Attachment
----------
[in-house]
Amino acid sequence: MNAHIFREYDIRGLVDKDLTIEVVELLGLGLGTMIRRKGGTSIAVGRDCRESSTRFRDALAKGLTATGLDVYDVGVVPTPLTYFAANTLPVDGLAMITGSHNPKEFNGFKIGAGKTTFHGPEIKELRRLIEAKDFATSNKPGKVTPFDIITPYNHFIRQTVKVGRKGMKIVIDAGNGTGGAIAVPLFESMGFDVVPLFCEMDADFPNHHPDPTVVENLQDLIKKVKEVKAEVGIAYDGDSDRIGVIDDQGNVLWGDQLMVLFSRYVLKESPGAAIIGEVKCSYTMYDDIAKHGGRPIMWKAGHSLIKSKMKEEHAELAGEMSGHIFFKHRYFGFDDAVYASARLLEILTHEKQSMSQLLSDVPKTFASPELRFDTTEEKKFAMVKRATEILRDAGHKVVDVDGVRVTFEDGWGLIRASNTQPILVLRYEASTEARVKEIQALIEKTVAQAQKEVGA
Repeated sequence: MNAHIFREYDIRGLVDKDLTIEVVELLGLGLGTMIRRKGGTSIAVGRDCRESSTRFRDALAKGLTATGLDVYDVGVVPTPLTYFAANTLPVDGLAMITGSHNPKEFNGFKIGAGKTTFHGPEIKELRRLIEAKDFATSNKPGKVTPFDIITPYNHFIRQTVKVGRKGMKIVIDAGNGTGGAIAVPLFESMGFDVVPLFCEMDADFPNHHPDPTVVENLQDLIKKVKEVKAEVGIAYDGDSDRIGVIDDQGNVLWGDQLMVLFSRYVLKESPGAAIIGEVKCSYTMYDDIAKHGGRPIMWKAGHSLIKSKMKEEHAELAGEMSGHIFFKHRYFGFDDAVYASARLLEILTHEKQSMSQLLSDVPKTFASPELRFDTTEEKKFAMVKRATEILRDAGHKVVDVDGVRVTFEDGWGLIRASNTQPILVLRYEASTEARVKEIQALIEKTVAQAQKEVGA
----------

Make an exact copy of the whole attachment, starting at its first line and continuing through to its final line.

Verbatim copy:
[in-house]
Amino acid sequence: MNAHIFREYDIRGLVDKDLTIEVVELLGLGLGTMIRRKGGTSIAVGRDCRESSTRFRDALAKGLTATGLDVYDVGVVPTPLTYFAANTLPVDGLAMITGSHNPKEFNGFKIGAGKTTFHGPEIKELRRLIEAKDFATSNKPGKVTPFDIITPYNHFIRQTVKVGRKGMKIVIDAGNGTGGAIAVPLFESMGFDVVPLFCEMDADFPNHHPDPTVVENLQDLIKKVKEVKAEVGIAYDGDSDRIGVIDDQGNVLWGDQLMVLFSRYVLKESPGAAIIGEVKCSYTMYDDIAKHGGRPIMWKAGHSLIKSKMKEEHAELAGEMSGHIFFKHRYFGFDDAVYASARLLEILTHEKQSMSQLLSDVPKTFASPELRFDTTEEKKFAMVKRATEILRDAGHKVVDVDGVRVTFEDGWGLIRASNTQPILVLRYEASTEARVKEIQALIEKTVAQAQKEVGA
Repeated sequence: MNAHIFREYDIRGLVDKDLTIEVVELLGLGLGTMIRRKGGTSIAVGRDCRESSTRFRDALAKGLTATGLDVYDVGVVPTPLTYFAANTLPVDGLAMITGSHNPKEFNGFKIGAGKTTFHGPEIKELRRLIEAKDFATSNKPGKVTPFDIITPYNHFIRQTVKVGRKGMKIVIDAGNGTGGAIAVPLFESMGFDVVPLFCEMDADFPNHHPDPTVVENLQDLIKKVKEVKAEVGIAYDGDSDRIGVIDDQGNVLWGDQLMVLFSRYVLKESPGAAIIGEVKCSYTMYDDIAKHGGRPIMWKAGHSLIKSKMKEEHAELAGEMSGHIFFKHRYFGFDDAVYASARLLEILTHEKQSMSQLLSDVPKTFASPELRFDTTEEKKFAMVKRATEILRDAGHKVVDVDGVRVTFEDGWGLIRASNTQPILVLRYEASTEARVKEIQALIEKTVAQAQKEVGA